What is quite unusual this year is the early ice retreat and resulting ocean warming in the western Beaufort Sea and in the western East Siberian Sea. The extent of warming to the north of these two seas is also unusual, as well as the extent of this warming to the north. These two areas typically melt out later in the season, when atmospheric heating rates have declined from their mid-summer peak. Thus the exposed ocean warms, but not all that much. This pattern was true during the record-setting year of 2012, when by the end of summer, these areas were substantially cooler than surrounding seas that had melted out earlier.

This year, however, the melt out was early and extensive enough that the ocean has already warmed substantially in these two areas. More sea ice retreat is probable in the western Beaufort and East Siberian seas as well as areas in the coming weeks. But what about the ocean’s response? Some warm water might move northward via ocean currents and contribute to ice melt. However, further dramatic ocean surface warming is unlikely, given that the atmosphere is already cooling, especially in far northern latitudes.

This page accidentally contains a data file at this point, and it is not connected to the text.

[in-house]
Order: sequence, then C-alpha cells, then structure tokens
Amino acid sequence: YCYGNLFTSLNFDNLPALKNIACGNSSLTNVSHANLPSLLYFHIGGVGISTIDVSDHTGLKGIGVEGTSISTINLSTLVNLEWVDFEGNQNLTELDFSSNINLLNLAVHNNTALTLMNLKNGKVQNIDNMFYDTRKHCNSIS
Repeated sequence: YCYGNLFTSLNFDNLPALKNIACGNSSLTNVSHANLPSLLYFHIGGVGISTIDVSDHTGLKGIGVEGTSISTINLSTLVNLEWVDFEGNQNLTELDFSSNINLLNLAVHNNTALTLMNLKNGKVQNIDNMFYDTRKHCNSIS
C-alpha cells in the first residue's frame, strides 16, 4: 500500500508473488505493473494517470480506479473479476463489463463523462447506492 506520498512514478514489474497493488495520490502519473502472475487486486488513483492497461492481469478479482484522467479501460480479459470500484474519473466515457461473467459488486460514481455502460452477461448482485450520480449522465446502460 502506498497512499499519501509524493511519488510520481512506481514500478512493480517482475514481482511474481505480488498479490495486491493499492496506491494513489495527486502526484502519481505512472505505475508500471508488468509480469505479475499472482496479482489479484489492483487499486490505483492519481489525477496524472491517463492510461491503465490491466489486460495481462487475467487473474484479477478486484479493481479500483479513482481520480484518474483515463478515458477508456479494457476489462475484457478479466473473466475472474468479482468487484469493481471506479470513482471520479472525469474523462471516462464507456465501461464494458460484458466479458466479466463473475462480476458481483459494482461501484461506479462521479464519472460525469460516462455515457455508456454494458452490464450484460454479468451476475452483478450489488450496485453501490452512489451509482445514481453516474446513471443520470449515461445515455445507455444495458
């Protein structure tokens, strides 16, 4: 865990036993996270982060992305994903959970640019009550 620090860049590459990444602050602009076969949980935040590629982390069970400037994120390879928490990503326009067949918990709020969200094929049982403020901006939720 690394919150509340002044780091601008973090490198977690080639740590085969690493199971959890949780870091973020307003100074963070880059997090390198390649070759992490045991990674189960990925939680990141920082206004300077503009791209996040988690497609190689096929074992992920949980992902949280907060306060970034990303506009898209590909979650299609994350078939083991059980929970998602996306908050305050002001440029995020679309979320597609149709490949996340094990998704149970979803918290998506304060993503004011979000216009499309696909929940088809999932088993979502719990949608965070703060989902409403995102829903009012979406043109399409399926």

Ice loss rates indicate little chance for a record low this year

Figure 4. The graph above shows projections of ice extent from August 14 through September 30 based on previous years’ observed retreat rates appended to the August 14, 2016 ice extent.

Figure 4. The graph above shows projections of ice extent from August 14 through September 30 based on previous years’ observed retreat rates appended to the August 14, 2016 ice extent.